The following JAAS options are case sensitive and can be configured for this LoginModule

Option Meaning
jdbcUrl The JDBC connect string except for username and password: jdbc:oracle:thin:@host:port:sid
jdbcDriver The JDBC driver used. The default setting is: "oracle.jdbc.driver.OracleDriver"
logger_class The class that implements the LMLogger interface to write log information for this LoginModule. Custom logging can be implemented using this option. The default configuration uses oracle.sample.dbloginmodule.util . ScreenLoggerImpl, which writes log messages to the console. The logger_class option can be omitted if console output is sufficient

A second option provided in the examples are oracle.sample. dbloginmodule.util.JavaLoggerImpl to leverage the java.util.logging package, in which case the location of a Java Logger properties file needs to be specified when starting OC4J or a J2SE application
log_level This option determines the granularity of the messages that are printed by the LoginModule. If this option isn't provided then all possible messages are written if the "debug" option is set to true. Similar, specifying log_level=ALL prints out all message details. Setting log_level to AUTH will only print the messages that are directly related to the authentication process itself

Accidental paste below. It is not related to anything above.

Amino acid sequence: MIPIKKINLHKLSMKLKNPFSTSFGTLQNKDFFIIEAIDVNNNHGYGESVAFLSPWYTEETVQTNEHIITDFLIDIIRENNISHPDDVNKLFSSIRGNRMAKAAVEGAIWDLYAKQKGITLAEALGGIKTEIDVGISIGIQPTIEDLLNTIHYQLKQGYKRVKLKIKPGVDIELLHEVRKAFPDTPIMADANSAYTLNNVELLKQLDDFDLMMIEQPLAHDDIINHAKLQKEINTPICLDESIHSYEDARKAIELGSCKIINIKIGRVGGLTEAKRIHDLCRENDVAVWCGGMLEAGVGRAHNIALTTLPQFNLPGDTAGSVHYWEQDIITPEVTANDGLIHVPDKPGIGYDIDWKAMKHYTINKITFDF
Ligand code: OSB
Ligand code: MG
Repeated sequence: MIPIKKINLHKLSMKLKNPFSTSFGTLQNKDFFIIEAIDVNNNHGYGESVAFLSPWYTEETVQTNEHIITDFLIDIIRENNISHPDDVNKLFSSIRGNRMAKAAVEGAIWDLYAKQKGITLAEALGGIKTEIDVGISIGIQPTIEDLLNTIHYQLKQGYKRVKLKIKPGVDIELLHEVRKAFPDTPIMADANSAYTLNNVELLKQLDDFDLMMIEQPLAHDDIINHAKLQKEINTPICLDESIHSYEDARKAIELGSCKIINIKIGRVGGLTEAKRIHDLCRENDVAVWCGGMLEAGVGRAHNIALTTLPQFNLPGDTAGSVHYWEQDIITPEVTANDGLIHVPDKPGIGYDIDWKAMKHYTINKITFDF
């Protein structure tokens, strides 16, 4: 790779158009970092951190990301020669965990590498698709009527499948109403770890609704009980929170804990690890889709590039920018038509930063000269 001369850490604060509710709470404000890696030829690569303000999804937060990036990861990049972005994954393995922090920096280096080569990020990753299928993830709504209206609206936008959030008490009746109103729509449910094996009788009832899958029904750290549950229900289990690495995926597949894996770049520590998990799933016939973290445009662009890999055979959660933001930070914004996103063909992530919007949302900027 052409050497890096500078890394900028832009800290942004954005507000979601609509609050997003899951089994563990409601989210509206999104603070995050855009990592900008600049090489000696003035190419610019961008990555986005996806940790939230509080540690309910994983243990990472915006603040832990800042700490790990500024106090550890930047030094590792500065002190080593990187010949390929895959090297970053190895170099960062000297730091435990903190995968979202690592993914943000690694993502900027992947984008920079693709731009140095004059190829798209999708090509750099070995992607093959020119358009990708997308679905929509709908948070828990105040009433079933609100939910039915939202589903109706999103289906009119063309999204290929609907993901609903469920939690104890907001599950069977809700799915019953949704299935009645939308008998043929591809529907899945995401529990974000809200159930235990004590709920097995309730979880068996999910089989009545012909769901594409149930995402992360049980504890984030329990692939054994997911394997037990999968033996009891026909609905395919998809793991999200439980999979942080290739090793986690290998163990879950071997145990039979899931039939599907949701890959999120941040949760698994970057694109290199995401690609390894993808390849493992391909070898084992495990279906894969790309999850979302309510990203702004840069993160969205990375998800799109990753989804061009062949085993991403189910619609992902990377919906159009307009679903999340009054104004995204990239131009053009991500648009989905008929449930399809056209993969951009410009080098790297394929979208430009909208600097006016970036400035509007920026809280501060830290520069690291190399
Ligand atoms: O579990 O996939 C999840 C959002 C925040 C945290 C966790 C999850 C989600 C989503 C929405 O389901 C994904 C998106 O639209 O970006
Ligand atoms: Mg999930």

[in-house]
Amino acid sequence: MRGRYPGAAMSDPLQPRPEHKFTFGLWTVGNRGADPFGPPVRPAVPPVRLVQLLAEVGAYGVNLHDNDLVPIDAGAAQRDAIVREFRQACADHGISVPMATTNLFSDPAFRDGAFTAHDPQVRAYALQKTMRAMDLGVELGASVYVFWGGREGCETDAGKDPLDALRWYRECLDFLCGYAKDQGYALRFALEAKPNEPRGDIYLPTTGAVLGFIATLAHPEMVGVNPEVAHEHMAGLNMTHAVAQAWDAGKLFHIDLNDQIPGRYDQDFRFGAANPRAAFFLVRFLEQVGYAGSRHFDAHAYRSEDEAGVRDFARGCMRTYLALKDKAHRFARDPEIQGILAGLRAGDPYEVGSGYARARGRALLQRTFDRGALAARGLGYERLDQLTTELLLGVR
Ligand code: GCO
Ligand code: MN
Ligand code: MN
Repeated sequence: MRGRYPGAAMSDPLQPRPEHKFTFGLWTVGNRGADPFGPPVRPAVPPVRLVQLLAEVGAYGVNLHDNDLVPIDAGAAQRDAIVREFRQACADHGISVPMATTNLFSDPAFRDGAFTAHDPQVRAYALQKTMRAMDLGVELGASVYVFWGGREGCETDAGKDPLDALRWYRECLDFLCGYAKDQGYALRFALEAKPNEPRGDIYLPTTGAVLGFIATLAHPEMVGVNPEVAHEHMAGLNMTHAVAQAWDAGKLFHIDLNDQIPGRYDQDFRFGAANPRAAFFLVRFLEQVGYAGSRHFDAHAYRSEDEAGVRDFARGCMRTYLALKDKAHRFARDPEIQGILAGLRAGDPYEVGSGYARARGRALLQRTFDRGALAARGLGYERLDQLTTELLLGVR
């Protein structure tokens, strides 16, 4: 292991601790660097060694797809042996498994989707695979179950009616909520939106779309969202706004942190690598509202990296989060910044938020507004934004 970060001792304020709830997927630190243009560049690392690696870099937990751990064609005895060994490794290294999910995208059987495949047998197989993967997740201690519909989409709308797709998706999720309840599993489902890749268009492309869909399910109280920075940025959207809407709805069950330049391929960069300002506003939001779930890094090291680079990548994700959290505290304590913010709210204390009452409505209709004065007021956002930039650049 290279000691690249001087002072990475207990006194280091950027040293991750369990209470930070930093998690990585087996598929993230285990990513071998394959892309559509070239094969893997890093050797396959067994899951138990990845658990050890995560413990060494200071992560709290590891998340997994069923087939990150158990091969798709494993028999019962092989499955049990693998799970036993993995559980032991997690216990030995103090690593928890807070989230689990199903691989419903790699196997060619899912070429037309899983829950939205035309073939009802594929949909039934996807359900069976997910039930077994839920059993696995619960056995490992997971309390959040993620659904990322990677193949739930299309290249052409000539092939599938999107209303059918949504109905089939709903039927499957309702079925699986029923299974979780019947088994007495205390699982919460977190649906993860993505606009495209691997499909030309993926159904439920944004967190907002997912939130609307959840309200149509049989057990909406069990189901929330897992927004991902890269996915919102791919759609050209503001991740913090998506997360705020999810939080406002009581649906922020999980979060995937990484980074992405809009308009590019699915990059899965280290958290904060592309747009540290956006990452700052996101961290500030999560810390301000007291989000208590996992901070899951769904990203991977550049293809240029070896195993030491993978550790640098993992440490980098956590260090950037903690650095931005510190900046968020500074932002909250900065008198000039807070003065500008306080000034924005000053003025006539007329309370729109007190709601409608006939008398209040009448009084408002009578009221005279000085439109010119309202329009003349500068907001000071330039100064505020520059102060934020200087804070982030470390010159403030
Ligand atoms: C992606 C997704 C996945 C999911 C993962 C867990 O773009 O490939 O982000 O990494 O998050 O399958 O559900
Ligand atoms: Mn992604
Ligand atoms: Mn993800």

debug debug=true prints authentication process information to the configured logging system, which by default is the console

To configure the DBSystemLoginModule with jazn-data.xml in OC4J 10.1.2, a command similar to the following needs to be specified on a command line in the OC4J_Home\j2ee\home directory:

java -jar jazn.jar -addloginmodule <application name> oracle.sample.dbloginmodule.DBSystemLM.DBSystemLoginModule required debug="true" log_level="ALL" jdbcUrl="jdbc:oracle:thin:@localhost:1521:orcl" jdbcDriver="oracle.jdbc.driver.OracleDriver"

 

DBTableLoginModule

The DBTableLoginModule authenticates the user against a configurable database table. Granted user roles as well are queried from a configurable table. Unlike existing database LoginModules, this LoginModule does not demand for a specific table structure, allowing users to leverage any existing database tables. This LoginModule is useful when new J2EE built applications should leverage existing custom security infrastructures in the database.